How can a proud Jew not love the IDF? After nearly 2,000 years in which we got used to Jews' getting beaten up without hitting back, we established a fighting force. Our tall, strong, well armed Jewish fighters in their olive uniforms are our greatest pride.
We love the IDF because we can't help it, but we also need to admit that it has been afflicted by a very dangerous malady. If Yediot Aharonot's interview this morning with Brig. Gen. Mordechai Kahana, Commander of the Field Intelligence Array, was not demonstrably real, one would think it was some kind of satirical item.
The article announced that the training track for mixed-sex units would be "dramatically eased". The obstacle course / physical test known as bohan maslul will be abolished from basic training, along with the component that proved most difficult for the female soldiers – the roughly 6-ft. tall wall obstacle.
This wall became a source of much embarrassment for the proponents of the IDF's radical gender-mixing policy when Arutz Sheva exposed the fact that commanders placed a bench next to it, for women to step up on when traversing the wall.
Since the mainstream media is highly feminized, it studiously ignored the bench, but Arutz Sheva, Facebook, Whatsapp and campaigns by activist groups made sure that hundreds of thousands of Israelis were exposed to the uncomfortable truth: they had been lied to for many years. Promises to the High Court and the general public notwithstanding, the IDF did not really subject male and female candidates for combat units to the same demands and standards.
Running in circles
The bench became a symbol for opponents of the IDF's mixed-sex agenda, and something had to be done. It could be scrapped, but then most of the women would not be able to scale the wall. The IDF therefore decided to get rid of the wall altogether.
Brig. Gen. Kahana then told officers that there was no need for the entire obstacle course, either. This, too was scrapped, "in order to raise the rate of 'survival'" of the women in combat training, he said. His terminology is unfortunate, since these young women's ability to "survive" the training may come at the expense of the units' ability to survive actual warfare.
Kahana, it turns out, has been saving women from the perils of excess exertion for a while, now. Six months ago, he lowered the number of bullet magazines carried by women in their combat vests, from six to four. His explanation for this is a classic: "If four magazines are not enough for a female soldier in battle, when they have other female and male warriors alongside them, then the battle has already been decided anyway," he said. "When I was commander of the Egoz [Unit], we fought for more than 30 days in the Second Lebanon War and there was not one single warrior for whom the magazines he carried in his vest were not enough."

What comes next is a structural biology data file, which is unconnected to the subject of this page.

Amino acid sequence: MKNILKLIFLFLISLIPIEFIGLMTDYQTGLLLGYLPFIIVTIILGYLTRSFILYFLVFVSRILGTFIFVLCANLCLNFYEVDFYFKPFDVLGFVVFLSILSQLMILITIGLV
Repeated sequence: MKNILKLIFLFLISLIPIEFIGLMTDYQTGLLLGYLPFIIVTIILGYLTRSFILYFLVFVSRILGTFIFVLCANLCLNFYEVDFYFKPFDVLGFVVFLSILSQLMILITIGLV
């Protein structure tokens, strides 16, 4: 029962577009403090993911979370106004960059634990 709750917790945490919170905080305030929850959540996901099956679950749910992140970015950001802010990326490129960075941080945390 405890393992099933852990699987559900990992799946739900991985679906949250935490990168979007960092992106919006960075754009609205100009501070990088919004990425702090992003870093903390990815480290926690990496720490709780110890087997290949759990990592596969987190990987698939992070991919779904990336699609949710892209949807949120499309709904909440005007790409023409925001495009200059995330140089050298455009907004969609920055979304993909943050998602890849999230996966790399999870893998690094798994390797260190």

These funny excuses are just the latest attempt by the IDF to camouflage the embarrassment known as "women in combat". For years, now, mixed gender units march and walk in circles and not in straight lines. The reason? That way, you can't tell that the women are only in their third lap when the men are already in their seventh… This is true, folks.
PC in Israel
The results of this sham are not funny at all, however. Lately we have been informed that there has been a decline in the motivation of male recruits to join the real combat units: Paratroopers, Golani, Armored Corps etc.. More men want to join the co-ed units now. Can you blame them? If being a combat soldier is such a joke anyways, they might as well enjoy the service as much as possible.
Why does the IDF keep shooting itself in the foot this way? For the same reason the US military has been forcing co-ed units down its own throat: PC political power. Men are afraid of being labelled chauvinists or misogynists. Women are terrified of what abandoning the feminist flag might entail.
But it seems to be worse here. Since November 9, the US appears to be on a path to waking up from PC brainwashing. Terms like "neo-Marxism" are understood by more and more Americans, and conservative discourse has found its way to the campuses… yes, even Berkeley.
Israel is not there yet. Say "neo-Marxism" to Israelis, even those with very sharp political minds, and you will usually elicit a blank stare and a dismissive remark about conspiracy theories.
What to do?
However, unlike the US, we are in a daily fight for survival here, and our enemy is not oceans away. We are now reaching the stage in which our fear of military defeat at the hands of the enemy must somehow become greater than our fear of the feminist labels. A decline in the motivation of young males to serve in combat is a red line that Israel cannot cross and expect to survive.
There are a few activist groups who have been fighting the good fight against PC feminist for quite a number of years: the Forum for IDF Fortitude and Brothers in Arms focus on the IDF, and the Family Movement has a broader agenda against neo-Marxist gender craziness.
Truth is on our side, but censorship is strong. We have been fighting a guerrilla war despite the opposition of the feminist-run mainstream media, through sites like Arutz Sheva, through Facebook, through original videos – but that is not good enough.
There is, however, no shortage of smart, savvy Jews out there – Jews with political clout and other forms of power. We just need them to join us and help us climb this wall.
Gil Ronen is Chairman of The Family Movement